In this picture, the Oscium iMSO-104 handheld oscilloscope and iPad 2 are displaying the waveforms of an oscillator circuit that’s part of an infrared transmitter. The three traces plotted on the oscilloscope screen represent the time varying voltages at critical points in the oscillator circuit that generate the transmitter’s baseband signal.
The transmitter in the picture is part of a transmitter/receiver pair of circuit boards that form an invisible barrier system that “squawks” loudly when the path between the two boards is blocked. The components on the transmitter board can be grouped into three functional sections: dc power source select, the baseband oscillator, and the infrared emitting diodes.
The IR transmitter board can be battery powered or connected to a constant DC power source. Provisions for battery powered operation consist of a carrier for a 9 V battery and an On/Off switch to disable the transmitter when not in use.
The transmitter’s oscillator produces a square wave with period and frequency set by passive components. In another blog post, the pros and cons for this type of oscillator are discussed, including the effects of component tolerance variation on the square wave’s frequency. The output of the oscillator circuit drives the base of a bipolar junction transistor in the infrared diode section.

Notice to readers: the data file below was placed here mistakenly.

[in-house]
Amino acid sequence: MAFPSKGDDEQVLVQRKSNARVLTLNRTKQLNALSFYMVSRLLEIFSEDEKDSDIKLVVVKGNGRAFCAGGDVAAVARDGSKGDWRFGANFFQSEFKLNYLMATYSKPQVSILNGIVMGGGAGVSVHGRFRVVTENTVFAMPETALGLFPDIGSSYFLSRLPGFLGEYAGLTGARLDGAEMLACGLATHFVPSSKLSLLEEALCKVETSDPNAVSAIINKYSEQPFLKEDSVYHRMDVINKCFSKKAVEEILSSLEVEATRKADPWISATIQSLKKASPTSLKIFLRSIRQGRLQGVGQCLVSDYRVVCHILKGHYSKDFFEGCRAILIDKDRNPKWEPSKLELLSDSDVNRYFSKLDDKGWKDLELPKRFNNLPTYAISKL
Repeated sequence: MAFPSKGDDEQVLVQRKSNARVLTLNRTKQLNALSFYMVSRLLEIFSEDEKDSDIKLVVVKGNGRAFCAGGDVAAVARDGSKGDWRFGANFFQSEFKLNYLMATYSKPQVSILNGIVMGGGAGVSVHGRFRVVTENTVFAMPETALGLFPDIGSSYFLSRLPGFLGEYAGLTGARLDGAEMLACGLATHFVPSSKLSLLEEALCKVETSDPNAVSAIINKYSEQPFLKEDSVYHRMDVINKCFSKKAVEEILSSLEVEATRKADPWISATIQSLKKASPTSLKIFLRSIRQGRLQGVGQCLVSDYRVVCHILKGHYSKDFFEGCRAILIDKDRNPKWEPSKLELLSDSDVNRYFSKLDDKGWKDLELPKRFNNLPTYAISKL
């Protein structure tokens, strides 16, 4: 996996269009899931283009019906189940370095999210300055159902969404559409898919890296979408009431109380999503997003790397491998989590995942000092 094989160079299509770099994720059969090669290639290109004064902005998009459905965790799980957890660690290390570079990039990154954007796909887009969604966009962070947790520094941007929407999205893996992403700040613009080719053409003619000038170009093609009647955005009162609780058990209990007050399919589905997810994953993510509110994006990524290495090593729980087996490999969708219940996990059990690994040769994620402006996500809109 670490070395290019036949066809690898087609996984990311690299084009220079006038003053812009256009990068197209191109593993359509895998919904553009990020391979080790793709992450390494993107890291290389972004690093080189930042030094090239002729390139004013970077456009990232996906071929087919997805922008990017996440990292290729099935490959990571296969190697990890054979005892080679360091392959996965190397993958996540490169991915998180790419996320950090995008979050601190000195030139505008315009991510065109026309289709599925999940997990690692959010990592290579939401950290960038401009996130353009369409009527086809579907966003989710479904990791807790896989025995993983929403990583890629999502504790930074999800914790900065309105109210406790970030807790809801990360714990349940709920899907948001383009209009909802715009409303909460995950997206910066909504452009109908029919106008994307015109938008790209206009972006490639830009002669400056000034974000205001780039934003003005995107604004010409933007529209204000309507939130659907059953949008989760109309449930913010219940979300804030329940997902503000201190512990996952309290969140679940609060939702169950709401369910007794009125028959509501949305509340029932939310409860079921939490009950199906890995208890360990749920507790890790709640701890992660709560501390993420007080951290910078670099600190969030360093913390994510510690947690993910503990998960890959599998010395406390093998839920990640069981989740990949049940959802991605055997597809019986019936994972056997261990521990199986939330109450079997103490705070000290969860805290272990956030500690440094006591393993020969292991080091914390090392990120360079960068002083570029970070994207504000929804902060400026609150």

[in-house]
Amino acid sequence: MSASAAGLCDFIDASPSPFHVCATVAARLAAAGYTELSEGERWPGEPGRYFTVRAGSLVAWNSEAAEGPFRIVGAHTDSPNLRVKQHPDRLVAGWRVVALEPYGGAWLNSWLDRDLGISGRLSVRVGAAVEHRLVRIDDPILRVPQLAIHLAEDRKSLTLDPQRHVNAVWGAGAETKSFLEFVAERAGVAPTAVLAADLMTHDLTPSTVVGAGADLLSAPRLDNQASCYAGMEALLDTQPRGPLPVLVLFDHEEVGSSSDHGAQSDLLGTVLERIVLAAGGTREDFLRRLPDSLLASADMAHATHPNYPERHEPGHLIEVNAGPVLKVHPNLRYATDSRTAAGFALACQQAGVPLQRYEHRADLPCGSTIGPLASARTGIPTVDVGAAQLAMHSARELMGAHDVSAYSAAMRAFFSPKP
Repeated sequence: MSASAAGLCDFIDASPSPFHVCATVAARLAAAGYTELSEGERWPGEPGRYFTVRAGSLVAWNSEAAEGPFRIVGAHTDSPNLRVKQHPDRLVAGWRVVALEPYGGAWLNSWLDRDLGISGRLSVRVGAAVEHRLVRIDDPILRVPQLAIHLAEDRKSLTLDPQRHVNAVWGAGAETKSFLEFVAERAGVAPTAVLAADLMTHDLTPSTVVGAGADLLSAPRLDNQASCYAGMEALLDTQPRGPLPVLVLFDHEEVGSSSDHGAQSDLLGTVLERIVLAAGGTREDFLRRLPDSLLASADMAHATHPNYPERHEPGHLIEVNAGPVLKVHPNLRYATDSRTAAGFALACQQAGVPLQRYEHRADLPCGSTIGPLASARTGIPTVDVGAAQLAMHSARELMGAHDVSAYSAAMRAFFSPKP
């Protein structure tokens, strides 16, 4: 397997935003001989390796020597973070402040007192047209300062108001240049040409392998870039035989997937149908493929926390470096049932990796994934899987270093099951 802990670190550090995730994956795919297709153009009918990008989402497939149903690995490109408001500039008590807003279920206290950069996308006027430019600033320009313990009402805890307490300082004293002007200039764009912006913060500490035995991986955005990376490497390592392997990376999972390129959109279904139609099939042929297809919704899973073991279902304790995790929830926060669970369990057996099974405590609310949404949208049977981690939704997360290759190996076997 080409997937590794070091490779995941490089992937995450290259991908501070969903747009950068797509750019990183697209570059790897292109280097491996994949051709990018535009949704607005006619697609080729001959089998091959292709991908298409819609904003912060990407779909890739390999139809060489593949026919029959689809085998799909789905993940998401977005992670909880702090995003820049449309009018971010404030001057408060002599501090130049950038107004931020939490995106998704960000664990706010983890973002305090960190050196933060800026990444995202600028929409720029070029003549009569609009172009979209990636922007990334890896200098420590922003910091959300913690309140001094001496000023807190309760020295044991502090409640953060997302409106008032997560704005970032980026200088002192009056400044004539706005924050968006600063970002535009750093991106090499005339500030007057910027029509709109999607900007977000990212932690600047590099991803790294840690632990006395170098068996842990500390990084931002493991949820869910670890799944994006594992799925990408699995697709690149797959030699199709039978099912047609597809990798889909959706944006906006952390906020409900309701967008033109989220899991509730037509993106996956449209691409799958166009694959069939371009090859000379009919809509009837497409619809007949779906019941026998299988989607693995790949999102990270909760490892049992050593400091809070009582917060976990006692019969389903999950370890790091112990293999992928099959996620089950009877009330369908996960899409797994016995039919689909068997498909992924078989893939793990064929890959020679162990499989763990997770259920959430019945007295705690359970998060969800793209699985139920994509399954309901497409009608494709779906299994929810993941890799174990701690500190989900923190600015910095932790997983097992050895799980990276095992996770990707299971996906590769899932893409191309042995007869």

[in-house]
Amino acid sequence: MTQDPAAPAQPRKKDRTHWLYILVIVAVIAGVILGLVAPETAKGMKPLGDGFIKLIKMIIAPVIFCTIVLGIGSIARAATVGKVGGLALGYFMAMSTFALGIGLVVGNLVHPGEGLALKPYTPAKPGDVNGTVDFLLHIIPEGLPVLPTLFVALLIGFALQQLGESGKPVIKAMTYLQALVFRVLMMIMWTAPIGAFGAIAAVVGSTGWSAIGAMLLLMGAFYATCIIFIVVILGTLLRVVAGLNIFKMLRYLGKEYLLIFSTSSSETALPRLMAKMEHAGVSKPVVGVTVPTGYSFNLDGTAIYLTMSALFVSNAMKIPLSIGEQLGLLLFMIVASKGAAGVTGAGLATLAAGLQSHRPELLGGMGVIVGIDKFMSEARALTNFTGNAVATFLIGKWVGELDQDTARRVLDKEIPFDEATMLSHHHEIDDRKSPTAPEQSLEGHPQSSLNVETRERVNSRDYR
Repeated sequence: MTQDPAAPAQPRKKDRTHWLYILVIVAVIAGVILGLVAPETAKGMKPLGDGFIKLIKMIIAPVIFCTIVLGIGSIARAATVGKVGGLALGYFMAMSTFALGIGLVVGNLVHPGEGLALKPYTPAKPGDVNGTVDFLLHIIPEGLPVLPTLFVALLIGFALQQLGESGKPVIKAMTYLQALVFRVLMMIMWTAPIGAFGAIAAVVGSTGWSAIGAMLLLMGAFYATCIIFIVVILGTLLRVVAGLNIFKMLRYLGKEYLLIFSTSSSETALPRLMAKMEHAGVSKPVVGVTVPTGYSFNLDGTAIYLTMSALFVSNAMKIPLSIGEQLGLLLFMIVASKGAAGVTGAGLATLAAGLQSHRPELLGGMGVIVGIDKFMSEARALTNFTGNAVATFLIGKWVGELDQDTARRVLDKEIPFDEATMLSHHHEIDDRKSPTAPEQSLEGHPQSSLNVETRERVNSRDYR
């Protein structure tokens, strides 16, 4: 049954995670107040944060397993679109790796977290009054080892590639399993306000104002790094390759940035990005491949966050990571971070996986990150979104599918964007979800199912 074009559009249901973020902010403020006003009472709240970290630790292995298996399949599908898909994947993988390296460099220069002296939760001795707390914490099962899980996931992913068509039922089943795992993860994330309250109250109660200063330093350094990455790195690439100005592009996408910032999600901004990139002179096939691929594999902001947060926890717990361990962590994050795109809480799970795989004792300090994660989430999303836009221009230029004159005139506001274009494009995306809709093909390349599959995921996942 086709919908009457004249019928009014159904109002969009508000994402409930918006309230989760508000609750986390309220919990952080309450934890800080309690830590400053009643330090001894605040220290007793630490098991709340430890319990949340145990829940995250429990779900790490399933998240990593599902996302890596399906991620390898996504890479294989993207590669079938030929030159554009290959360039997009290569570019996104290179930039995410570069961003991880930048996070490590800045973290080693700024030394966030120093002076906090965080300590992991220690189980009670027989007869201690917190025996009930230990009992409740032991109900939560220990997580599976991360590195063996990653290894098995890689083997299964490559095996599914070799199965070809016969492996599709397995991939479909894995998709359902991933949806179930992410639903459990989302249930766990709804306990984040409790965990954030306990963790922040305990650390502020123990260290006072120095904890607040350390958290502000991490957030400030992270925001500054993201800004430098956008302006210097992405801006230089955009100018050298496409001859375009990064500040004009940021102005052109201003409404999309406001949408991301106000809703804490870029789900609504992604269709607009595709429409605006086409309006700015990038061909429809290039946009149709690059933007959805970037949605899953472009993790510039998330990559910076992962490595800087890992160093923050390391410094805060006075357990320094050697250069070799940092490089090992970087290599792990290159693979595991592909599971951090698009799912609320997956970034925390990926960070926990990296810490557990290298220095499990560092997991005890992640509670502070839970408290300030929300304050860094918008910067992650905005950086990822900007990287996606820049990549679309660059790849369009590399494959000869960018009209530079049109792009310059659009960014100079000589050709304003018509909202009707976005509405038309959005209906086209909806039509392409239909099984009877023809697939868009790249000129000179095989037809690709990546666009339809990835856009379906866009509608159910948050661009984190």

The IR transmitter output stage consists of two infrared light emitting diodes modulated at the frequency set by the oscillator in the previous stage.
Oscilloscope enables several measurements simultaneously
There are three traces plotted on the iPad’s display in this picture. The analog channel (green) is probing the voltage at the last stage in the transmitter. Some of iMSO’s built in measurements are active and visible in the iPad display: Maximum Voltage, Peak-to-Peak Voltage, Frequency, Duty Cycle, and Pulse Width. These parameters are important to designers and manufacturers because they are used to calculate power dissipation and efficiency.